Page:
With a mix of arabesque design and AI-generated imagery, artist Jason Seife’s latest exhibition bears elements of the intricate and the infinite.
Titled Generascope, his first solo show in the region is currently on view at ICD Brookfield Place in the Dubai International Financial Centre and features four new paintings, 50 prints of his NFT artworks and a digital animation shown on a large, immersive screen display.
Of Cuban and Syrian heritage, Seife was born in Miami and partly raised by an Iranian aunt. Growing up, he was surrounded by traditional Oriental rugs, the designs of which fascinated him so much from a young age that he drew them for a high school project.
With a background in graphic design, he began producing paintings in 2013 that he would become known for — detailed replications of arabesque carpets, transferred from textile to paint on canvas.
Playing with texture and material, Seife has also produced works with acrylic on concrete. In these pieces, he renders ornate patterns on the concrete surface while leaving gaps exposed or treated in a way that mimics sand, an effect that makes it seem as though the designs are emerging from a ruin.
To further his study of traditional textiles, he travelled to Morocco, Turkey, Iran and Syria to meet with carpet-weavers and artists.
Four meticulously executed paintings, produced in the past year, are on view as part of the show at ICD Brookfield Place, which is also presenting new elements in the artist’s practice, specifically his venture into generative art.
In late 2021, he collaborated with developer Andrew Cassetti to create an algorithmic code that turned 11 hand-drawn images (also called “seed images”) into infinite iterations of designs. In the end, Seife decided on 1,111 versions to be sold as NFTs on OpenSea. His first digital artwork sold for $100,000.
The algorithm is able to do this by splicing, mirroring and reflecting the units within the patterns, producing unconventional visuals that go outside of recognisable traditional patterns and motifs.
“My goal is to push this art form in any way I can,” Seife tells The National. “I went to Iran and Syria, both places are part of my heritage and where this art form started, and I wanted to understand what the rules were so I could go and see where I can bend and break them.”
He explains that his decision to go digital has its practical side. For one, he can produce new works faster. In comparison, his paintings take weeks or months to complete, as he has to sketch out a pattern before drawing it on canvas and painstakingly paint the elements by hand. At present he works alone, without assistants.
Seife says that through NFTs, he is also able to reach more audiences who are able to experience his creations in a different way via screens.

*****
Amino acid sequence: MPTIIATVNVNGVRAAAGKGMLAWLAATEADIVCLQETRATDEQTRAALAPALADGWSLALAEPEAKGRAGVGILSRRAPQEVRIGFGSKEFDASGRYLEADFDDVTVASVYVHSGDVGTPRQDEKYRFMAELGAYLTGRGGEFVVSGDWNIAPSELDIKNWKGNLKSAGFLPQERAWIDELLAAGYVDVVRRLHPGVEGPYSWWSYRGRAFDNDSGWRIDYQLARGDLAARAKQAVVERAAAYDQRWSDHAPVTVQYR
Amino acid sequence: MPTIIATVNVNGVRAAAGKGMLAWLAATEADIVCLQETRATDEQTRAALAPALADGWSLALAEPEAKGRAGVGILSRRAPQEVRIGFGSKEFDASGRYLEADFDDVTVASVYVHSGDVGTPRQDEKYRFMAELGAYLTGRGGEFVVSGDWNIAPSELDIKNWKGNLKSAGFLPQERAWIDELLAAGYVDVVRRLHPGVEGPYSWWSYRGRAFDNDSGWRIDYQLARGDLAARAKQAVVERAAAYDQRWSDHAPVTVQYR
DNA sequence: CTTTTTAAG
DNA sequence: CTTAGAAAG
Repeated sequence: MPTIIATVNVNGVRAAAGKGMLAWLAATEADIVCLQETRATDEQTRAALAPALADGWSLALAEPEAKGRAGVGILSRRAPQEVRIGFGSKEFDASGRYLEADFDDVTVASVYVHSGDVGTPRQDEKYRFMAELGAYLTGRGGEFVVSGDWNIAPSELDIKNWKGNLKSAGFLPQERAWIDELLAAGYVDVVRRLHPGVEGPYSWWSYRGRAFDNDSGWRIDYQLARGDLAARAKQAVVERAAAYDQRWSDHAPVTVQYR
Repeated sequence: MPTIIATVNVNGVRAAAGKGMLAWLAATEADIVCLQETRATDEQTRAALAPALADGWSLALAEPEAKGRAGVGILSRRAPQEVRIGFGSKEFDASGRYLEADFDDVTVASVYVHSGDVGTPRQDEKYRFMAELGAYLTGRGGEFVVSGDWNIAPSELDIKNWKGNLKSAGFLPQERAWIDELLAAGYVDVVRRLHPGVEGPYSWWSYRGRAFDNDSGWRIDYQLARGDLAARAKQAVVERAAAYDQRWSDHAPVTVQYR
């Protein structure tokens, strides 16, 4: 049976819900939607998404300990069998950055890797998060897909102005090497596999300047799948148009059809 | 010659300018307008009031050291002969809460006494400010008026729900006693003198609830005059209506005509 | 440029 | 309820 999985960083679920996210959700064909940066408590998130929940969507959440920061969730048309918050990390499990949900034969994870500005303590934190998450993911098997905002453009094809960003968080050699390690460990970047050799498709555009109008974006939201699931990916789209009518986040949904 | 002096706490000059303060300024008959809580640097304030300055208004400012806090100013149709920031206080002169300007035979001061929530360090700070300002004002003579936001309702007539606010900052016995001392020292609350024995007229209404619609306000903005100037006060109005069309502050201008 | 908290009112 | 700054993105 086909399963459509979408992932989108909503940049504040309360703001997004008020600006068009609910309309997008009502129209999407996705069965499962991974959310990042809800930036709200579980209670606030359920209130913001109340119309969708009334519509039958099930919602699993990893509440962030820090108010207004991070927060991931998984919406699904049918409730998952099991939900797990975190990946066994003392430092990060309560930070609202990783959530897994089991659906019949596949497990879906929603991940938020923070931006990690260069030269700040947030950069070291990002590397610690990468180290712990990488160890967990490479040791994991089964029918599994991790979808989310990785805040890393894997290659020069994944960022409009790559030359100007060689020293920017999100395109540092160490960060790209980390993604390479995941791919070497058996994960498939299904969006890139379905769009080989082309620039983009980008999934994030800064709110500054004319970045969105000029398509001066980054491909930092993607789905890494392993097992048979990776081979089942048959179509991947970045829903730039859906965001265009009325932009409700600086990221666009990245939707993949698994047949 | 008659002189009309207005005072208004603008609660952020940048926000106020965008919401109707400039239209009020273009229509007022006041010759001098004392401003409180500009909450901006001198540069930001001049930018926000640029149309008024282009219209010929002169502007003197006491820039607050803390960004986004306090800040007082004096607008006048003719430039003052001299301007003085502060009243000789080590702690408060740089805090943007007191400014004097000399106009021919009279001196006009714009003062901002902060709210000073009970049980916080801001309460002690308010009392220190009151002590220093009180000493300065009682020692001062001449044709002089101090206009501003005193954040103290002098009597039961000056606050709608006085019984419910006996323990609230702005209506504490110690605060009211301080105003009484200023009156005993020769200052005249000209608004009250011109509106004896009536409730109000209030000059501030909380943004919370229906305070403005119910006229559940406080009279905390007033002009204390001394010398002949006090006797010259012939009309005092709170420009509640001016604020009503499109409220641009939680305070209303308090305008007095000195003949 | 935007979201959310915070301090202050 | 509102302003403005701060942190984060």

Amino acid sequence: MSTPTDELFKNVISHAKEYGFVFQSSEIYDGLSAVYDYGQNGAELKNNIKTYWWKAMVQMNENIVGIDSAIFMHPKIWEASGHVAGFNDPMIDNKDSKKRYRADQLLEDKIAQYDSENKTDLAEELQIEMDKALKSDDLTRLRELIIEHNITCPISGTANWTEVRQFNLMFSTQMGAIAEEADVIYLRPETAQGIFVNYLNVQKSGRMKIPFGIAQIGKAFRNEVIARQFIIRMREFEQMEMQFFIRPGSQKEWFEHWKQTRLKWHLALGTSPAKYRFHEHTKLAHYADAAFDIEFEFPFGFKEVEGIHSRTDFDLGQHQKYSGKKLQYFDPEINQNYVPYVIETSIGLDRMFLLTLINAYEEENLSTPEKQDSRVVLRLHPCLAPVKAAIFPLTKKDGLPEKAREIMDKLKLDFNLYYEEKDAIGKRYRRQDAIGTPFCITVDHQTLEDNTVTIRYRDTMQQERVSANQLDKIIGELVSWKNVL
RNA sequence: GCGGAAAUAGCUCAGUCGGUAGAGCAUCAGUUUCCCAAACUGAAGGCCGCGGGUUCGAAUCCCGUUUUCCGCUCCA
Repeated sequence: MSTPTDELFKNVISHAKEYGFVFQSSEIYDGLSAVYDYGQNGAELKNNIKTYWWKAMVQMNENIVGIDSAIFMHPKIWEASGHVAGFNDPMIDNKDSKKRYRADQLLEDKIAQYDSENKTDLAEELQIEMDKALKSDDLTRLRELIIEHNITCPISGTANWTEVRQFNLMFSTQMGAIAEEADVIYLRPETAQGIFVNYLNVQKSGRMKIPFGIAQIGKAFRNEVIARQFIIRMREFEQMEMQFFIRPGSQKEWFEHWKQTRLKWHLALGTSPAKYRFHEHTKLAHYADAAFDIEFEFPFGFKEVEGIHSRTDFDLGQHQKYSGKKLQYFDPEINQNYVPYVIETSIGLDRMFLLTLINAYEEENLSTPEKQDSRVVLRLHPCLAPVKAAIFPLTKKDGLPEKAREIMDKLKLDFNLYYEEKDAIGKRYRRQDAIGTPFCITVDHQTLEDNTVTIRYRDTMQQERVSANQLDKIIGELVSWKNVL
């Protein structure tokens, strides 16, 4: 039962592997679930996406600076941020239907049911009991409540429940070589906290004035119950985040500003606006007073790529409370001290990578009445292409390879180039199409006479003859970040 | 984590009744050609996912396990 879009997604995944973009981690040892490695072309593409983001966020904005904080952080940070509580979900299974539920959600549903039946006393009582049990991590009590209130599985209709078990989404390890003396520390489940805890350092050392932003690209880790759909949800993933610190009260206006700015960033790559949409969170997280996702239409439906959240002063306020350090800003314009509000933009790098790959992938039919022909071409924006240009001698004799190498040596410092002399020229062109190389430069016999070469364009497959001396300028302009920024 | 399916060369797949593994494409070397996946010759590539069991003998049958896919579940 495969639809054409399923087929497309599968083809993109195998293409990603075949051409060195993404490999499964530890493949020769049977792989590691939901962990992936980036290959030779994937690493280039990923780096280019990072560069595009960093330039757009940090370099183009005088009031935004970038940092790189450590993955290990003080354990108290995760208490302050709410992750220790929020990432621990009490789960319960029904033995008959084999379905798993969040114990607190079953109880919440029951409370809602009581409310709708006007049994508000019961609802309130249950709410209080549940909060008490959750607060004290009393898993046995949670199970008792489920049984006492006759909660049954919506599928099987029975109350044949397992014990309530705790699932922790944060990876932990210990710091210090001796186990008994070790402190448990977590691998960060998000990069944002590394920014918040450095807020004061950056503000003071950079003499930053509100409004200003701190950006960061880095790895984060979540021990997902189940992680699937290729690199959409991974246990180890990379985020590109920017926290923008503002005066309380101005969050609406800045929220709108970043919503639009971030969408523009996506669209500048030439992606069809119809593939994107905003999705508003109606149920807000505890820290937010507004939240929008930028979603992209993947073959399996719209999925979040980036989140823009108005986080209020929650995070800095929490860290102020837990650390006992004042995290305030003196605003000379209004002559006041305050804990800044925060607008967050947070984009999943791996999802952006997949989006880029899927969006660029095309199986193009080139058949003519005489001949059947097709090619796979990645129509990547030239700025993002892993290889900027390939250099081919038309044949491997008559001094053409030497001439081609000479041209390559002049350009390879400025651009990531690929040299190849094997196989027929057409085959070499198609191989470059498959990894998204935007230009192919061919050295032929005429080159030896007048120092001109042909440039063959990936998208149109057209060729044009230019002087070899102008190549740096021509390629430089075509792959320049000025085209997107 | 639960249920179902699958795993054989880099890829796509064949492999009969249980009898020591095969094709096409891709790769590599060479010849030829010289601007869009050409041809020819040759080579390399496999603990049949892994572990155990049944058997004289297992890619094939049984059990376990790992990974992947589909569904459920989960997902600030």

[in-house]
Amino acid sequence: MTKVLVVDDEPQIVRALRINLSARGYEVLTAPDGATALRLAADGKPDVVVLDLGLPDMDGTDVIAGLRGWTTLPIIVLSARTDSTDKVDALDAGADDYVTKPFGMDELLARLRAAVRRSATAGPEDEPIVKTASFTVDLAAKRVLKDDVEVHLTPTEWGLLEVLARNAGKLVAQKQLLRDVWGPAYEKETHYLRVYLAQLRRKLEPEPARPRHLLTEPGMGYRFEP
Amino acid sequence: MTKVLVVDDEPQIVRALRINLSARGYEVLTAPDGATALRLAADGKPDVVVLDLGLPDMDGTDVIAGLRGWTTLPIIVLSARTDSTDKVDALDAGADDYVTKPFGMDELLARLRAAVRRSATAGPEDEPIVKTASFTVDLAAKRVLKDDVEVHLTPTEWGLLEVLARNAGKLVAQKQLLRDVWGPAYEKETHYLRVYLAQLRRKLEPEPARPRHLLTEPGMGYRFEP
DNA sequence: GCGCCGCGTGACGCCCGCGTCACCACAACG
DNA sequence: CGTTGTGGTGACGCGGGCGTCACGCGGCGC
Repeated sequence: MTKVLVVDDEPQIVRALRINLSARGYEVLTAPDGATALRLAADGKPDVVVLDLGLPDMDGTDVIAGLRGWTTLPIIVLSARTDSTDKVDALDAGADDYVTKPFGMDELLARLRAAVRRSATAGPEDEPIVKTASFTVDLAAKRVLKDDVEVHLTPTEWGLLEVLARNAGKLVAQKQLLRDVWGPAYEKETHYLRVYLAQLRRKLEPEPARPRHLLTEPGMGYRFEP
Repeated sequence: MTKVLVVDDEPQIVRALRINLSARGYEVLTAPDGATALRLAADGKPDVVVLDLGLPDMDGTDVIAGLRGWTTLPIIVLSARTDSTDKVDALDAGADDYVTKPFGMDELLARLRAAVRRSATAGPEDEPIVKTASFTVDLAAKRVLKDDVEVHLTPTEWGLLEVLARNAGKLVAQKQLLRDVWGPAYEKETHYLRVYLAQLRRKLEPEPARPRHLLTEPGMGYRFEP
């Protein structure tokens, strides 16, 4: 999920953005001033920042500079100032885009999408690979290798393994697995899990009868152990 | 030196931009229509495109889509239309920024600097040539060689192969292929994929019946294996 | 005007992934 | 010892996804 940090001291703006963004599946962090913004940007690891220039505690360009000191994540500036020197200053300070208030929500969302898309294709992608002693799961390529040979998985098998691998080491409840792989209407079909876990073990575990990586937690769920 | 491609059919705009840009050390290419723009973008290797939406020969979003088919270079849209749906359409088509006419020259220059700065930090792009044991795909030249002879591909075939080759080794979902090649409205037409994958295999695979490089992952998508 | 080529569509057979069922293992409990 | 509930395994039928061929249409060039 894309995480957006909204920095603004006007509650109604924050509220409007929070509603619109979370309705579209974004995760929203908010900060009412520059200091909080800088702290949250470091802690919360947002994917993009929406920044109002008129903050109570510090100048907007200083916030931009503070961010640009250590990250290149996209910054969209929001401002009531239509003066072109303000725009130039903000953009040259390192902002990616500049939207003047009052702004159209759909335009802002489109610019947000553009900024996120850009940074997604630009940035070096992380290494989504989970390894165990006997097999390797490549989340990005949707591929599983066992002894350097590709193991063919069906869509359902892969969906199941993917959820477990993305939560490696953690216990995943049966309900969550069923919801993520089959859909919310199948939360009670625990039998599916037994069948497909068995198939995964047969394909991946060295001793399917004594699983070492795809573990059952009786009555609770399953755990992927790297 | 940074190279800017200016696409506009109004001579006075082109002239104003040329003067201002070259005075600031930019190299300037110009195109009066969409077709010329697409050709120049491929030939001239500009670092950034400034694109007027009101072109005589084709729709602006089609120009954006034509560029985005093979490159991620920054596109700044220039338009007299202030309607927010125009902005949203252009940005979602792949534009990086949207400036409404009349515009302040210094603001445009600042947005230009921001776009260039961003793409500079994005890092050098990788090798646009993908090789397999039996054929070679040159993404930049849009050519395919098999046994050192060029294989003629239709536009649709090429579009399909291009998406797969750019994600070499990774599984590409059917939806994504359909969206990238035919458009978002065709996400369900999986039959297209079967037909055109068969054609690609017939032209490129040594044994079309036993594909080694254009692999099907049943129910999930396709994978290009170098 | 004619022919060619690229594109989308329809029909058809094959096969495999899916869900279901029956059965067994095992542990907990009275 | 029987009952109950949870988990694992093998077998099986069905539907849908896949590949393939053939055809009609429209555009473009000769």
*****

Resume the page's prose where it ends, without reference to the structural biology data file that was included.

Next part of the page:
“People can zoom in and take time to see things in the artwork,” he says. “Instead of doing 100 prints of the same piece, with this I can still have differentiation within the pieces. It’s a great way for me to bring a wider audience into my work."
With the generative works, he says, the hand-drawn aspects are still there, this time combined with new configurations that, at times, surprise even the artist.
“Sometimes three-headed figures come out of it,” he says.
He gives the example of a bird, a common motif in traditional rugs. “I would normally draw the full figure, but the algorithm creates its own shape where only a part of it is used.”
This change is evident in his latest paintings, too, which are a departure from his previous works. Their patterns have not been pulled from classic arabesque designs, but from the AI-generated visuals, a kind of cycle from the analogue to the digital and back again.
Though the paintings bear familiarity to Orientalist designs, there is a strange glitch dissonance, producing a more structured and symmetrical kaleidoscopic look as opposed to the more richly detailed florals and patterns of works past.
With this process, Seife is experimenting with ways to bridge his formal painting and digital practices.
“When I approach a painting, there are certain things, compositionally, that I would not do. Since I’ve based these paintings on algorithmic outputs and recreating them on canvas, I’m finding these little elements that were in the original and have now become a new shape,” he says.
“It’s interesting to have this almost ‘forced’ version of my work, where the algorithm rearranges the artwork in a new way, then I make a painting out of it."
Despite these projects, Seife insists that his primary interest remains with putting the brush to canvas. “I’m a painter still. Even these digital works are coming from hand drawings, and they’ll always go back to that.” His approach to working with algorithms, he says, is to enable more versions of his work while still retaining the uniqueness of each pattern.
"[Generascope] was exciting to me because it was really collaborative. I’ve always used digital and analogue and bounced between the two, and with this I feel like this is a collaboration with a computer where the original ones become something else."
Generascope is on view at ICD Brookfield Place until April 3.